Woman Refuses to Swap Plane Seats so Mom Can Sit With Toddler and People are Divided

Families getting separated on flights has become a huge issue and other passengers are annoyed. 

Asking fellow passengers to swap seats on a flight to sit next to friends and family is nothing new, but it's become much more controversial recently and airplane etiquette has gone out the window, due to a common problem parents are having. Many people flying with kids are often separated from their young children–sometimes even toddlers who need care, and travelers are fed up. In a rant on Reddit that's resurfaced and gone viral an unidentified traveler explains how a mom asked to have the window seat so she could sit next to her daughter, and wanted the passenger to take the middle seat a row back. The person refused and people are weighing in on both sides. 

Passenger Criticized the Mom for Her "Audacity" to Ask to Switch Seats

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The original poster explained what happened stating, "I was in the bulkhead window and her toddler daughter was in the middle next to me while she was in the middle seat in the row behind me. She asked me – and just me – to switch with her so she could have my window seat (next to her daughter) and I'd take her middle seat a row back."

"Not My Problem"

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The traveler shared that it was an unfair trade and stayed in the window seat.  "Not my problem they didn't book together. Worse is we were surrounded by others from her tour group that she could've asked for a three-way trade instead. Or the tour operator. The audacity to ask just me and expect an inferior trade on my side."

The Mom Didn't Try to Switch Seats with Anyone Else to Sit Next to Her Daughter

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In response to other commenters, the person noted that the mom did not try to trade seats with anyone else and that she specifically wanted the window seat. "She didn't ask the gentleman on the aisle in my row – on the other side of her daughter, nor did she ask anyone else in the middle section of the plan or on the right side of the plane." The original poster went on to explain, "She asked me only then proceeded to be [rude]. She made zero effort to actually change seats for her daughter. So to say it's 'hard' to sit together is [incorrect] and that she was just 'caring' for her daughter is a farce. Neither of those was her concern."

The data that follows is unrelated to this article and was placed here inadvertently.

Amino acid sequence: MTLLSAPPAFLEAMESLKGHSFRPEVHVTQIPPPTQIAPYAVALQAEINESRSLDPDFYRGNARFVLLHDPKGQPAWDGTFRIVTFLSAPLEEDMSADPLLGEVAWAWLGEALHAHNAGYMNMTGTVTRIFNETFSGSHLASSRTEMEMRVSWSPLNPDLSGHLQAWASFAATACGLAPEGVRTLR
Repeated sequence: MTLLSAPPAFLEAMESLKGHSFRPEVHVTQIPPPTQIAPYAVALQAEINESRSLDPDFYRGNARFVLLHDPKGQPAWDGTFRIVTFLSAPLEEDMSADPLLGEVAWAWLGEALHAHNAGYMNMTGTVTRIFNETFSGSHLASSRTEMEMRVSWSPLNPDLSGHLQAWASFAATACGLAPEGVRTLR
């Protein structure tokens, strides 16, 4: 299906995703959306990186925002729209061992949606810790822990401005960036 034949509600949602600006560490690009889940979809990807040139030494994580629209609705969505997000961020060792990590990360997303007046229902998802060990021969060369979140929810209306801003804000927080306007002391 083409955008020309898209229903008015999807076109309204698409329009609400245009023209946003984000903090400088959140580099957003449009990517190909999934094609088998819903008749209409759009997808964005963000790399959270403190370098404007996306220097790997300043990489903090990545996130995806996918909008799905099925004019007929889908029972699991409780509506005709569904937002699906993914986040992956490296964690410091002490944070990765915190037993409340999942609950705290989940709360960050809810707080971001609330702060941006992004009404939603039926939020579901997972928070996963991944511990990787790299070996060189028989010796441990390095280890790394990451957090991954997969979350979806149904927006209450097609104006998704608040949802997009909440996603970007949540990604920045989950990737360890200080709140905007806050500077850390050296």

The Traveler Stayed Seated Next to the Kid for the Duration of the Flight

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The passenger remained in the window seat and didn't have a problem sitting next to the child. "So, the kid was actually great for the time I was awake. She colored, played with some stuffed animals, and was generally very good. She fell asleep quickly and stayed asleep for a while." The person continued, "Despite all that, though, her mom felt the need to check on her constantly. Reaching between the seats to wake her up and make sure she was okay. Which I understand, to a degree like during meal times and whatnot. But it was seemingly every 30 minutes on a flight from Japan to LAX. Like, she would wake her daughter up to ask her if she was okay. As if she was now using her daughter and interrupting her rest just to get back at me."

People Supported the Original Poster Saying They Would Give Up a Window Seat Either

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Many people sided with the peeved passenger and explained they would have done the same in that situation. One commenter wrote, "My rule of thumb is:

1). Will only change an aisle for an aisle (my preference).

2). Will never change an aisle or a window for a middle

3). Will never change if I had to spend extra money to get my seat."

"I just started refusing altogether," another agreed. "Unless it's for an upgrade." The commenter added, "I'm sick of entitlement from people, and it seems elevated on planes and even more so of late. I don't know you. I don't generally care about you beyond reasonable human compassion. And I am certainly not responsible for your poor planning. Don't talk to me again and go away."  Someone else wrote, "Poor planning on your part does not constitute an emergency on mine. And an airline not making accommodations for a toddler and parent would be more bad press than they want. Entitled parent is entitled."